What’s the connection between sleep disturbances in early childhood and learning difficulties later on in life? More than you might think.

A new study published this month in Pediatrics found that children whose parents had reported problems with their breathing during sleep or behavioral sleep problems early on in life had a higher incidence of special educational need at the age of 8.

The researchers conducted serial interviews with parents of more than 11,000 British children starting when the children were six months old. They found that for every year that the child had a behavioral sleep problem, the likelihood of his having a special educational need at age 8 was increased by 7%. Likewise, the presence of signs of sleep disordered breathing (such as snoring, mouth breathing, pauses in breathing during sleep) was associated with an almost 40% greater chance of a special educational need at age 8.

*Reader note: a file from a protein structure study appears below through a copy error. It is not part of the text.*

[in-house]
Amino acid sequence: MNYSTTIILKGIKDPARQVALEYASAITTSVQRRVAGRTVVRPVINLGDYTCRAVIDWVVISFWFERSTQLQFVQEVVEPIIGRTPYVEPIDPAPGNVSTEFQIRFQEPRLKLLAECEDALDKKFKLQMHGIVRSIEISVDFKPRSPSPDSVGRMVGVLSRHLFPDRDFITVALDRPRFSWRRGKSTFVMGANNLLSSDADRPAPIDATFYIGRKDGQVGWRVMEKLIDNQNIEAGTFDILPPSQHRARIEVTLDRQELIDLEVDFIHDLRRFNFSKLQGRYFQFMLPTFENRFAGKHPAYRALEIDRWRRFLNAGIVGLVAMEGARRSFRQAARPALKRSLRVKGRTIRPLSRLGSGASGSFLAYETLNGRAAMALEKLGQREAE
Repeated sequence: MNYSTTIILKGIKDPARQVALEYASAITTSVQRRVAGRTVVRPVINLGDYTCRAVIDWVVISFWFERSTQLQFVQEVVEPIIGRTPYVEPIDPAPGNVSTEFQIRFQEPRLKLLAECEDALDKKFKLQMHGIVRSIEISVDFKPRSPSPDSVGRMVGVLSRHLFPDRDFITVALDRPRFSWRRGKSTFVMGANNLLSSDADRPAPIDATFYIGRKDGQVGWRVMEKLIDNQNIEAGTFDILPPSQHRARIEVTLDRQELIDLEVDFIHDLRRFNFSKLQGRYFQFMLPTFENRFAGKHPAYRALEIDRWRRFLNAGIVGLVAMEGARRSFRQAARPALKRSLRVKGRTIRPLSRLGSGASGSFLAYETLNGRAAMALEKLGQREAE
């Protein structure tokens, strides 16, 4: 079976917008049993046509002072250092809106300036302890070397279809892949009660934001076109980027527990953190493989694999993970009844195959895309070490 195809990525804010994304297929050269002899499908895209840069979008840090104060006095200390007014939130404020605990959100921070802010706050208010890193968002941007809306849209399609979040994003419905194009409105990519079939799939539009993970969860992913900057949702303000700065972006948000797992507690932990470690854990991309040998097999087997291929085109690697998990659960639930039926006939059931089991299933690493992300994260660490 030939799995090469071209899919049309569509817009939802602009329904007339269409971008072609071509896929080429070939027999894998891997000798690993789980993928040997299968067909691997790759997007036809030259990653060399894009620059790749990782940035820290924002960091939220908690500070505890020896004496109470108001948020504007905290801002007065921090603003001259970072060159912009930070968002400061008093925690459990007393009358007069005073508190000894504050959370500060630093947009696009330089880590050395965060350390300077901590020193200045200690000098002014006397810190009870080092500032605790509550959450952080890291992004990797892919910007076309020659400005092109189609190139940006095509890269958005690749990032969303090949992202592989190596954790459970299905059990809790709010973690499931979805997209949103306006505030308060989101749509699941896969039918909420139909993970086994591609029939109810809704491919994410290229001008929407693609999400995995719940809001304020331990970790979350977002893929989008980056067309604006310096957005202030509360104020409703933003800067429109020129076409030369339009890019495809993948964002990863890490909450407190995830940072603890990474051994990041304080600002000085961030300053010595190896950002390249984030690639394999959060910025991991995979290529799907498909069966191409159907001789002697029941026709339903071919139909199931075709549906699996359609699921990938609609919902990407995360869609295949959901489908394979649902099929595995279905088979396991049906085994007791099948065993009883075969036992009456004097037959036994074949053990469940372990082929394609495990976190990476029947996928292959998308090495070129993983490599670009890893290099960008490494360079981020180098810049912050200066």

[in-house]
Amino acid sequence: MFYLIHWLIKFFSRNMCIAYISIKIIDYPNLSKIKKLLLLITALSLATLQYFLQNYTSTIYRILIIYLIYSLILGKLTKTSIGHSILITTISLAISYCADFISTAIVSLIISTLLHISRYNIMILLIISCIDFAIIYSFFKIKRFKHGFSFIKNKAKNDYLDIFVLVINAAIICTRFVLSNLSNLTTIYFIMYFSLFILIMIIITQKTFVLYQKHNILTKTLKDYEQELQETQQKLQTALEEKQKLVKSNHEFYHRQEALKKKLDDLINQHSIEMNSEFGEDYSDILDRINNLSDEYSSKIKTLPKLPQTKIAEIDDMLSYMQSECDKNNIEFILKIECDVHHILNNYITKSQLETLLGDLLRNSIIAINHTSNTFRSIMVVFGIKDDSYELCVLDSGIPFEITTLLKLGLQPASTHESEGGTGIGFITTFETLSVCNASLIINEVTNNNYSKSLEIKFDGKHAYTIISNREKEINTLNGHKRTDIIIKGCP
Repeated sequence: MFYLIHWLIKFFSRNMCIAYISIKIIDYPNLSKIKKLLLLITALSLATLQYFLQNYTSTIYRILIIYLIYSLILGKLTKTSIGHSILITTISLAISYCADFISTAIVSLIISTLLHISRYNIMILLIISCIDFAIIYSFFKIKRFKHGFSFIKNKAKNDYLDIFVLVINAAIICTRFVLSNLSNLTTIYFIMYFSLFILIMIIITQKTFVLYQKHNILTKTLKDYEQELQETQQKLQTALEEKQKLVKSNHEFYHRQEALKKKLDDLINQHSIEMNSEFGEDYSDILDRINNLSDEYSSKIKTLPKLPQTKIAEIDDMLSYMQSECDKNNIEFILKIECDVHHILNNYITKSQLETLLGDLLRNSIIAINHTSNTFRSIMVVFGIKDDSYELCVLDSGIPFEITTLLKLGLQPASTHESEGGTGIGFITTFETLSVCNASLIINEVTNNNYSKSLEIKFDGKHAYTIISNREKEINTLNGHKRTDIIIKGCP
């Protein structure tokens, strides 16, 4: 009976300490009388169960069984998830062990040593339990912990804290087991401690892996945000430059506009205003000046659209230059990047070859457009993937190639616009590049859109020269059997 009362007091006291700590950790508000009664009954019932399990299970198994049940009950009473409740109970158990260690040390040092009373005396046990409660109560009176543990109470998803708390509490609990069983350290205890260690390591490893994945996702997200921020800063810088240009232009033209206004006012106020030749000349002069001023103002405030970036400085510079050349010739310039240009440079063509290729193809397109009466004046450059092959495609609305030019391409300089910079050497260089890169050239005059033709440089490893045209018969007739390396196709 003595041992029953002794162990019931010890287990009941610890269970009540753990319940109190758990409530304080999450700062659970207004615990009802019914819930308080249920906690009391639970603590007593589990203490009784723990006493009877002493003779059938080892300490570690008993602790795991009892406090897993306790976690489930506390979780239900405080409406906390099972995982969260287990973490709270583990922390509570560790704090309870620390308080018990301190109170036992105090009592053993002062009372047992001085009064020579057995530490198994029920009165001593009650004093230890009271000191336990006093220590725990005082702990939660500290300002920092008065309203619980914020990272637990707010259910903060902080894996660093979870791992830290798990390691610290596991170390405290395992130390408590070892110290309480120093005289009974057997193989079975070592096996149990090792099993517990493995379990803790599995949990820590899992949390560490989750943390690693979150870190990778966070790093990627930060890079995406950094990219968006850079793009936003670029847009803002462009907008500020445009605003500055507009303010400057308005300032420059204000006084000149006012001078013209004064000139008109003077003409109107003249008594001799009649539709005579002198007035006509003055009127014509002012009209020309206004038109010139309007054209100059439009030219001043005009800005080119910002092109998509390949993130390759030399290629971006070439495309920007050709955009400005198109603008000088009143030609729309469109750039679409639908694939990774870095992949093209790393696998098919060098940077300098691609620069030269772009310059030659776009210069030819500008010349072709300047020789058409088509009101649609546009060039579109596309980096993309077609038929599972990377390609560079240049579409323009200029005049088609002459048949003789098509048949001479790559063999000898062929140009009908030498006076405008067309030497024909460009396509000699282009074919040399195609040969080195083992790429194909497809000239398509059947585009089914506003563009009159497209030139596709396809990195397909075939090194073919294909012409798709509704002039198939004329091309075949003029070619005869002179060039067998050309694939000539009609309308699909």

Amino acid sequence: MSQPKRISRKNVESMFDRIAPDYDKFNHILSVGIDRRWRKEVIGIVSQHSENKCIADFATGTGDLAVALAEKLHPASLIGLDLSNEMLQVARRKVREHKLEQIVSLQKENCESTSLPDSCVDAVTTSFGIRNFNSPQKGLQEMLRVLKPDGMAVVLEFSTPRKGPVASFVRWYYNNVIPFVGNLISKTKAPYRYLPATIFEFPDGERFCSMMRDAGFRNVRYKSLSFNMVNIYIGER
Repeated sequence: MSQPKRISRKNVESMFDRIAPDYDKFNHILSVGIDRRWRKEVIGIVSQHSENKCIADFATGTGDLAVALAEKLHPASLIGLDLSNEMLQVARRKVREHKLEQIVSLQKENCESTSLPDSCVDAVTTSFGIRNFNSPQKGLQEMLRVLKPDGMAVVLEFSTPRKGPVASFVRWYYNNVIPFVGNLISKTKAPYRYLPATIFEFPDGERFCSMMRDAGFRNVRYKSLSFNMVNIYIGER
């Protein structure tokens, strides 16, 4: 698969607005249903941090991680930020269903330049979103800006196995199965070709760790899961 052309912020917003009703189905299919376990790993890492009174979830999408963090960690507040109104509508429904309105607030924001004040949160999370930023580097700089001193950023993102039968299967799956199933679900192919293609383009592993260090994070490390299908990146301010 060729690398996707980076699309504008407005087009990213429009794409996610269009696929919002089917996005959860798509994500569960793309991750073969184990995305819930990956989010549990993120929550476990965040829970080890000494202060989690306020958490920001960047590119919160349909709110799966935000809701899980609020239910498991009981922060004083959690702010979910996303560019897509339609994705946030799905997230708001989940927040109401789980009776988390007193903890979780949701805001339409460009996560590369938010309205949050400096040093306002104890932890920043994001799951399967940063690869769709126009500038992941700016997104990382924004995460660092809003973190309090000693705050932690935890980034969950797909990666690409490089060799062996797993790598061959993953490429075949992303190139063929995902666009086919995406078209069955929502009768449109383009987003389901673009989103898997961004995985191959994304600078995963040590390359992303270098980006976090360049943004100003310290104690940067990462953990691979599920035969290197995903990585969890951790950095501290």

The findings connecting sleep disordered breathing with learning disability are worrisome, if predictable. They combine with those of other studies which show that sleep disordered breathing is associated with lower cognitive ability and school performance.

With respect to the behavioral sleep disturbances and special educational need, it is unclear whether the first causes the second, or whether both are different presentations of the same underlying problem. Regardless, one has to agree with the conclusion of the authors that the “findings highlight the need for pediatric sleep disorder screening by early interventionists, early childhood educators, and health professionals.”





Dennis Rosen, M.D.

Learn how to help your child get a great night’s sleep with my new book:

The Harvard Medical School Guide to Successful Sleep Strategies for Kids: Helping Your Child Sleep Well and Wake Up With a Smile!



About the Author

Dennis Rosen, M.D.

Dennis Rosen, M.D., is a pediatric pulmonologist and sleep specialist who practices at Boston Children's Hospital.

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